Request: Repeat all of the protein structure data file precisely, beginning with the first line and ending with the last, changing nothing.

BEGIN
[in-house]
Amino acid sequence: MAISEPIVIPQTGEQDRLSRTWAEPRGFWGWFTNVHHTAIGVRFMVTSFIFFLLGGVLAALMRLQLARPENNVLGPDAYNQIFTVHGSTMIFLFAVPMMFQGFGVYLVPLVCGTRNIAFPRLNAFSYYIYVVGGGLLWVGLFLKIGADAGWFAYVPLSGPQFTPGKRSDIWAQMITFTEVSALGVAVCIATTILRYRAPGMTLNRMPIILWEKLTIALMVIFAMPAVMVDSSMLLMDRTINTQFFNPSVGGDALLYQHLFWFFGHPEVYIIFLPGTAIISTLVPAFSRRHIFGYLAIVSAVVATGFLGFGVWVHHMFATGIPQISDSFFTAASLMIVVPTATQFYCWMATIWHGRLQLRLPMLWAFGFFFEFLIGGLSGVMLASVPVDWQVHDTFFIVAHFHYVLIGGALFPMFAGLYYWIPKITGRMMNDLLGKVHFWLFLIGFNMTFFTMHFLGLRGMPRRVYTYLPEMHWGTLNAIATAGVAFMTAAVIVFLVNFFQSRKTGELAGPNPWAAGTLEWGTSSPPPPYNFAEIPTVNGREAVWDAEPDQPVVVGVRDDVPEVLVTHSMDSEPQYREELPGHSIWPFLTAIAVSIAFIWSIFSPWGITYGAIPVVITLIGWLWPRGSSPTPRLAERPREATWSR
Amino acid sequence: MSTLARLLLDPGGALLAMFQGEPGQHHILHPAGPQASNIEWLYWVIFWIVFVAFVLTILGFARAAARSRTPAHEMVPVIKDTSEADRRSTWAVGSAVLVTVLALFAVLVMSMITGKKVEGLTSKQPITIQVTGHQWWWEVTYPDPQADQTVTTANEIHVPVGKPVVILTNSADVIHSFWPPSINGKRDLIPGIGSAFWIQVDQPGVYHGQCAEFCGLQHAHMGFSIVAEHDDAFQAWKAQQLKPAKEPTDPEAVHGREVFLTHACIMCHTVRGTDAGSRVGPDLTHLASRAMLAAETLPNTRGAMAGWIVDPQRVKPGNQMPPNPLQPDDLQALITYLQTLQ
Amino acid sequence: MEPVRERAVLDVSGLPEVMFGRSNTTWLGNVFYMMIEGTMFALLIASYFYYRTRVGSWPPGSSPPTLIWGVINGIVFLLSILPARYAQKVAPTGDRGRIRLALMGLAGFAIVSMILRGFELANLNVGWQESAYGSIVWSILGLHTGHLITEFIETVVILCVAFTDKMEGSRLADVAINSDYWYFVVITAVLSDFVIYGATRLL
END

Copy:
[in-house]
Amino acid sequence: MAISEPIVIPQTGEQDRLSRTWAEPRGFWGWFTNVHHTAIGVRFMVTSFIFFLLGGVLAALMRLQLARPENNVLGPDAYNQIFTVHGSTMIFLFAVPMMFQGFGVYLVPLVCGTRNIAFPRLNAFSYYIYVVGGGLLWVGLFLKIGADAGWFAYVPLSGPQFTPGKRSDIWAQMITFTEVSALGVAVCIATTILRYRAPGMTLNRMPIILWEKLTIALMVIFAMPAVMVDSSMLLMDRTINTQFFNPSVGGDALLYQHLFWFFGHPEVYIIFLPGTAIISTLVPAFSRRHIFGYLAIVSAVVATGFLGFGVWVHHMFATGIPQISDSFFTAASLMIVVPTATQFYCWMATIWHGRLQLRLPMLWAFGFFFEFLIGGLSGVMLASVPVDWQVHDTFFIVAHFHYVLIGGALFPMFAGLYYWIPKITGRMMNDLLGKVHFWLFLIGFNMTFFTMHFLGLRGMPRRVYTYLPEMHWGTLNAIATAGVAFMTAAVIVFLVNFFQSRKTGELAGPNPWAAGTLEWGTSSPPPPYNFAEIPTVNGREAVWDAEPDQPVVVGVRDDVPEVLVTHSMDSEPQYREELPGHSIWPFLTAIAVSIAFIWSIFSPWGITYGAIPVVITLIGWLWPRGSSPTPRLAERPREATWSR
Amino acid sequence: MSTLARLLLDPGGALLAMFQGEPGQHHILHPAGPQASNIEWLYWVIFWIVFVAFVLTILGFARAAARSRTPAHEMVPVIKDTSEADRRSTWAVGSAVLVTVLALFAVLVMSMITGKKVEGLTSKQPITIQVTGHQWWWEVTYPDPQADQTVTTANEIHVPVGKPVVILTNSADVIHSFWPPSINGKRDLIPGIGSAFWIQVDQPGVYHGQCAEFCGLQHAHMGFSIVAEHDDAFQAWKAQQLKPAKEPTDPEAVHGREVFLTHACIMCHTVRGTDAGSRVGPDLTHLASRAMLAAETLPNTRGAMAGWIVDPQRVKPGNQMPPNPLQPDDLQALITYLQTLQ
Amino acid sequence: MEPVRERAVLDVSGLPEVMFGRSNTTWLGNVFYMMIEGTMFALLIASYFYYRTRVGSWPPGSSPPTLIWGVINGIVFLLSILPARYAQKVAPTGDRGRIRLALMGLAGFAIVSMILRGFELANLNVGWQESAYGSIVWSILGLHTGHLITEFIETVVILCVAFTDKMEGSRLADVAINSDYWYFVVITAVLSDFVIYGATRLL